Transport / Global
In this edition we consider the systems and logistical threads that allow us to make those all-important connections, whether they are at the airport, at the railway station or in the art gallery.
What links a panda looking for a new home, a wounded farmer, a town hoping to revive its fortunes, a Canadian city wanting to polish up its welcome and an Antony Gormley sculpture on the move? Well, they’re all dependent on the glories of modern transport and they all make an entry in this issue of monocle, which takes as its theme how we – and the things we want – get from A to B.
But a panda, you ask? Yes – let me explain. This transport issue is not so much about kicking tyres and looking under the bonnet; it’s more about what the world of transport adds to every aspect of our lives. And the panda is a passing character in this month’s Expo, which looks at the business of logistics and in particular the strange, often nocturnal world of air freight.
We persuaded the Cathay Pacific Services team at Hong Kong airport to let us see what emerges from the bellies of its cargo planes when they land each night after the final passenger flights have departed. It turns out that in addition to a whole ark of animals – including pandas being dispatched from mainland China to the world’s leading zoos – they are unloading the finest ingredients for the city’s top chefs and transhipping the latest tech products as they make their way from the factories of China to the world’s hottest retail markets. Hong Kong is the biggest air-cargo centre on earth (it shifted 4.4 million tonnes in 2014 alone) but this is also a trade that is usually hidden behind a wall of impenetrable security – until now.
But we also introduce you to the wounded farmer. He appears in our report in the Affairs pages on essential air services: the subsidised air routes that allow remote communities to exist and thrive (and get to hospital when an emergency strikes). For our story we visited communities in Wales, Montana and Queensland and witnessed how for many people, air travel is not about luxury but survival. It’s the only way that their livelihoods and communities can exist. You should head over to page 61 to meet the pilots who are real life-savers.
A similar story unfolds in Japan in the town of Kanazawa and a report in our Business section. Kenji Hall, an editor in our Tokyo office, has written a great piece about how a new Shinkansen line from the capital has brought fresh hope and money to this once-remote outpost. The Hokuriku line has made the people of Kanazawa look at how they sell their city and triggered renewed interest in restoring old machiya townhouses. It’s also prompted a jump in property prices, rekindled fading trades and inspired a whole slew of ambitious new enterprises. And it’s allowed people to travel to Tokyo in two hours and 28 minutes instead of four hours. It’s refreshing to see how commitment to big-scale infrastructure projects can deliver so many high-speed results. What’s impressive too is that the city burghers are focused so sharply on making sure that it’s the people of Kanazawa who are the real winners, not just outside players.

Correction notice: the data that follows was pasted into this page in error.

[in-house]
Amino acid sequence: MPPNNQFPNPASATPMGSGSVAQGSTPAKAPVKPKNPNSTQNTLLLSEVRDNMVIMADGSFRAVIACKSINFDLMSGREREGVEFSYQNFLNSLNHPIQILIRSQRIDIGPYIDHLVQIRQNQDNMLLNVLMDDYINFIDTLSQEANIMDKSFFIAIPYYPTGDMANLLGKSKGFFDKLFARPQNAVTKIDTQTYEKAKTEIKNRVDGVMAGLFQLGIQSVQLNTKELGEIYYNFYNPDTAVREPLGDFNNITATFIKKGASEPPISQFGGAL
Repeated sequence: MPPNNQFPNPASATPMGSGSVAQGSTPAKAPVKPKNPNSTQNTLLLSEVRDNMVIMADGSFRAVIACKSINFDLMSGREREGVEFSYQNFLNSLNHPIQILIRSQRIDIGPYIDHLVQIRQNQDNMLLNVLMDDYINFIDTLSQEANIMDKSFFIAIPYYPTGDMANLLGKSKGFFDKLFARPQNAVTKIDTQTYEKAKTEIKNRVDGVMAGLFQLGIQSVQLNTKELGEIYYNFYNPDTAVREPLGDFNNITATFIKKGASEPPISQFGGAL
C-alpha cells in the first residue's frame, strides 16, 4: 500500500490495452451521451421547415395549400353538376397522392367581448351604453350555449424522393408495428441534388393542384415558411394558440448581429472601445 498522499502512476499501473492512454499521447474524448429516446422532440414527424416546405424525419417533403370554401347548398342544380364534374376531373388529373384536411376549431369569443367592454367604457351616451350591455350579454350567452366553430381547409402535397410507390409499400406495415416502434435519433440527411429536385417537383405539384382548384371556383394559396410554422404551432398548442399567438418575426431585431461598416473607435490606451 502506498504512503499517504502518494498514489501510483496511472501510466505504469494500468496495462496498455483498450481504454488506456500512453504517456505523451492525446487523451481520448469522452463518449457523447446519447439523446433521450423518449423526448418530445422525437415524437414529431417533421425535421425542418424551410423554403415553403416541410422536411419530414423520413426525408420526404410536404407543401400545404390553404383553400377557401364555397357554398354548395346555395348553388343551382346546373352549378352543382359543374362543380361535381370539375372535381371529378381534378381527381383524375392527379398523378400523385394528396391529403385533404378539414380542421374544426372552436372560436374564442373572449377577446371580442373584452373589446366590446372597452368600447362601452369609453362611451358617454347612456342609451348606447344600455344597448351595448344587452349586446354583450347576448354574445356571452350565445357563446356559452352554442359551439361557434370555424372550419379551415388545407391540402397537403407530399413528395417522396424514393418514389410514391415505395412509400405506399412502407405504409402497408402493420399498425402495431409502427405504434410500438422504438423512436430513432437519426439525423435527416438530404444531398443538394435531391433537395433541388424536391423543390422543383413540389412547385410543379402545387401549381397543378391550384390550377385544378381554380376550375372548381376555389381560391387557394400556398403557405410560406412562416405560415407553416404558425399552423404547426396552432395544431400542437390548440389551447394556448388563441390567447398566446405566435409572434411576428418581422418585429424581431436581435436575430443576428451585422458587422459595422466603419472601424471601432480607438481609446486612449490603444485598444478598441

We see that Toronto has also wised up to economics and the branding potential of a well-considered transport project, as you will see in our Design section. The new UP Express links Pearson International Airport and the city’s downtown Union Station in 25 minutes. But beyond the handsome branding and great stations there is a bigger ambition at play here: changing visitors’ takes on the place. The UP Express project is about rolling out a red carpet and making people instantly see that this is a city that is about good design, getting things right and being connected to the world.
But let’s return to the world of freight. No, not the panda but the shifting of art works from studio to fair, museum to collector. When the small painting in your hands might be worth millions it could be a daunting process to stick it in a box and hand it over to a man in nice overalls but that’s what happens every day. However, it’s not just any courier company you call. This is a rarefied world of logistics where a few players dominate and knees don’t accidentally go through canvas. Find out who can be relied on to move an Antony Gormley in our well-packed Culture pages.
A few other essential reads in our transport-themed issue.
Transport Top 25
The key developments coming your way – and the things we like.
The small capital making a big urban-planning impact.
Monocle’s ideal airport retail zone.